OCT image interpretation algorithms detect bladder cancer automatically
David L. Shenkenberg
Bladder cancer currently is diagnosed by visualizing the bladder with an endoscope and taking a biopsy for pathological evaluation. Although this provides a definitive diagnosis, some malignant tissue often is missed during the process. Because optical coherence tomography (OCT) can resolve structures 15 μm or smaller, it could detect suspicious areas missed by endoscopy.
It could do so noninvasively as well, because, even though light scattering by skin limits the penetration depth of noninvasive OCT to 1 to 2 mm, most bladder cancers are ≤600 μm below the skin. Past clinical studies have shown that the technique has high sensitivity and specificity.
Now researchers from George Washington University in Washington and from Cytogen Corp. in Princeton, N.J., have developed algorithms, or sets of computer instructions, designed to automate and facilitate the interpretation of OCT scans of the bladder. They envision that the technique will be adopted by the medical community most readily as a method of guiding the endoscopist in real time.
OCT can distinguish between a healthy bladder (left) and invasive cancer (right).
The investigators used 182 OCT scans, each 200 × 200 pixels, and corresponding pathology results from a previous study at their institution. The scans were taken in 1.5 s with a 980-nm, 10-mW superluminescent LED coupled to an optical fiber in the endoscope sheath.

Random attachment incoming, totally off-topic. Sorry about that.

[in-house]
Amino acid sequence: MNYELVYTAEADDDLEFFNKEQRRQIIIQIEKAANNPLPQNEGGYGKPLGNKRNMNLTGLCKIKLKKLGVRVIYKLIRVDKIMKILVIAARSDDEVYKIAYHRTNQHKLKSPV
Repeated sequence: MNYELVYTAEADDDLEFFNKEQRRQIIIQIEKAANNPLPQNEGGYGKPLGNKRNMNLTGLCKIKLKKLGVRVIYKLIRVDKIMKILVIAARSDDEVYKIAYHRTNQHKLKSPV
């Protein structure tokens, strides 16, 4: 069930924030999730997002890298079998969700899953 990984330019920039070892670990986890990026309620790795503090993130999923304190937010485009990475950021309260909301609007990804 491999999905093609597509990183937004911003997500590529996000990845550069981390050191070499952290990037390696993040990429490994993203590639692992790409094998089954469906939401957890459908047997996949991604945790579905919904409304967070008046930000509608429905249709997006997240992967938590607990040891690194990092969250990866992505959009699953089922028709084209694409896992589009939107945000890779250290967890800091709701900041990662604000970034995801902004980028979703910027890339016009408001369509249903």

They instructed the computer to analyze the texture of the OCT scans by the probability at which pixel characteristics occur together. Then they used a decision tree on a training data set to correlate these features of the tissue with three groups: invasive cancer and papillary lesions, noninvasive cancer and precancerous lesions, and benign tissue. After training, they tested the algorithms on an independent data set.
As reported in the March/April 2008 issue of the Journal of Biomedical Optics, the researchers’ computer instructions had 92 percent sensitivity and 62 percent specificity and detected precancerous tissue and noninvasive cancer most accurately. The scientists plan to improve the specificity, especially for detecting invasive cancer, to develop the algorithms to identify inflammation and to test their algorithms on additional independent data sets.
- A medical instrument used to view inside the human body by inserting the instrument into a natural or created aperture. The endoscope may use a coherent fiber optic bundle or conventional optics to relay the image to the eye or a television camera. Illumination is provided by a concentric bundle of noncoherent fiber optics.
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